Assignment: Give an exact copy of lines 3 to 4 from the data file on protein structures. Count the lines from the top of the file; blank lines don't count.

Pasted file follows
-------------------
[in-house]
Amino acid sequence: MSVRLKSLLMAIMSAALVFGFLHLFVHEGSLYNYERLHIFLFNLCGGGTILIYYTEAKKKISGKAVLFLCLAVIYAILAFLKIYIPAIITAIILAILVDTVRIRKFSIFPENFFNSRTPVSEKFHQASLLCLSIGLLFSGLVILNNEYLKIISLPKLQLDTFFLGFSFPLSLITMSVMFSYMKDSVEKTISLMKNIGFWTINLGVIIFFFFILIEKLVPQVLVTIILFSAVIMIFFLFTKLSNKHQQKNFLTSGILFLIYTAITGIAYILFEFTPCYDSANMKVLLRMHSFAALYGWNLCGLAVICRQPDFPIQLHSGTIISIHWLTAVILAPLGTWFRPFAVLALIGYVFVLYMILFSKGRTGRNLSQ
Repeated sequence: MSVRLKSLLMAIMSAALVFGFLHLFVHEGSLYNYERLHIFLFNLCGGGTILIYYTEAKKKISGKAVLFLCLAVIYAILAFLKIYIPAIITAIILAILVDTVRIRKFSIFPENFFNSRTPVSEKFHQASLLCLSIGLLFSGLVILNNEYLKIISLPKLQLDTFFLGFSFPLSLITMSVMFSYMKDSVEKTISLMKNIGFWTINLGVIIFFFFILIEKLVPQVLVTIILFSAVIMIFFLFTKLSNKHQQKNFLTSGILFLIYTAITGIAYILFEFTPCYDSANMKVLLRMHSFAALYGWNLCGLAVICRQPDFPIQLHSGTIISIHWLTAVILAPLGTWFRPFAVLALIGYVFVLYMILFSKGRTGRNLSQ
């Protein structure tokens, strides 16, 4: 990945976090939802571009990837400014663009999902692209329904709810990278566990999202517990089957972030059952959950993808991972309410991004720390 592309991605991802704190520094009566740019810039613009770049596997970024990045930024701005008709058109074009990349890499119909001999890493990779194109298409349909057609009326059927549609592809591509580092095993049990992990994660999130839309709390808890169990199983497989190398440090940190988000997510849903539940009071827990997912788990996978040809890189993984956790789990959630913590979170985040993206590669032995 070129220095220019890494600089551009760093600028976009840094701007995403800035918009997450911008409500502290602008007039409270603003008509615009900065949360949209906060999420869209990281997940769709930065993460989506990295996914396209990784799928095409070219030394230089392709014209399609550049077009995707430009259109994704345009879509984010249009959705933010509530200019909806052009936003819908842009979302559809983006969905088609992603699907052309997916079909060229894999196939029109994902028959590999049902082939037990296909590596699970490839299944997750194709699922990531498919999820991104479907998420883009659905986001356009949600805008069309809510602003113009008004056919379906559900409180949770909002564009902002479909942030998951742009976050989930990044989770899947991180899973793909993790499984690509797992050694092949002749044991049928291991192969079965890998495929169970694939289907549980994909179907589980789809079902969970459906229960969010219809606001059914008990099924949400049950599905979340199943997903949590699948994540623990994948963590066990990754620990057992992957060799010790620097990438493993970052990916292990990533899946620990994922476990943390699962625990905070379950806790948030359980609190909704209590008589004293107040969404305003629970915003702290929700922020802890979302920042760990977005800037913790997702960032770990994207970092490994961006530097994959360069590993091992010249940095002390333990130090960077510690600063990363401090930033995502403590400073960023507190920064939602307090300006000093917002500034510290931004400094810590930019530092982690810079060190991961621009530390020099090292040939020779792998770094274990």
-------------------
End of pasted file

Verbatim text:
Repeated sequence: MSVRLKSLLMAIMSAALVFGFLHLFVHEGSLYNYERLHIFLFNLCGGGTILIYYTEAKKKISGKAVLFLCLAVIYAILAFLKIYIPAIITAIILAILVDTVRIRKFSIFPENFFNSRTPVSEKFHQASLLCLSIGLLFSGLVILNNEYLKIISLPKLQLDTFFLGFSFPLSLITMSVMFSYMKDSVEKTISLMKNIGFWTINLGVIIFFFFILIEKLVPQVLVTIILFSAVIMIFFLFTKLSNKHQQKNFLTSGILFLIYTAITGIAYILFEFTPCYDSANMKVLLRMHSFAALYGWNLCGLAVICRQPDFPIQLHSGTIISIHWLTAVILAPLGTWFRPFAVLALIGYVFVLYMILFSKGRTGRNLSQ
């Protein structure tokens, strides 16, 4: 990945976090939802571009990837400014663009999902692209329904709810990278566990999202517990089957972030059952959950993808991972309410991004720390 592309991605991802704190520094009566740019810039613009770049596997970024990045930024701005008709058109074009990349890499119909001999890493990779194109298409349909057609009326059927549609592809591509580092095993049990992990994660999130839309709390808890169990199983497989190398440090940190988000997510849903539940009071827990997912788990996978040809890189993984956790789990959630913590979170985040993206590669032995 070129220095220019890494600089551009760093600028976009840094701007995403800035918009997450911008409500502290602008007039409270603003008509615009900065949360949209906060999420869209990281997940769709930065993460989506990295996914396209990784799928095409070219030394230089392709014209399609550049077009995707430009259109994704345009879509984010249009959705933010509530200019909806052009936003819908842009979302559809983006969905088609992603699907052309997916079909060229894999196939029109994902028959590999049902082939037990296909590596699970490839299944997750194709699922990531498919999820991104479907998420883009659905986001356009949600805008069309809510602003113009008004056919379906559900409180949770909002564009902002479909942030998951742009976050989930990044989770899947991180899973793909993790499984690509797992050694092949002749044991049928291991192969079965890998495929169970694939289907549980994909179907589980789809079902969970459906229960969010219809606001059914008990099924949400049950599905979340199943997903949590699948994540623990994948963590066990990754620990057992992957060799010790620097990438493993970052990916292990990533899946620990994922476990943390699962625990905070379950806790948030359980609190909704209590008589004293107040969404305003629970915003702290929700922020802890979302920042760990977005800037913790997702960032770990994207970092490994961006530097994959360069590993091992010249940095002390333990130090960077510690600063990363401090930033995502403590400073960023507190920064939602307090300006000093917002500034510290931004400094810590930019530092982690810079060190991961621009530390020099090292040939020779792998770094274990």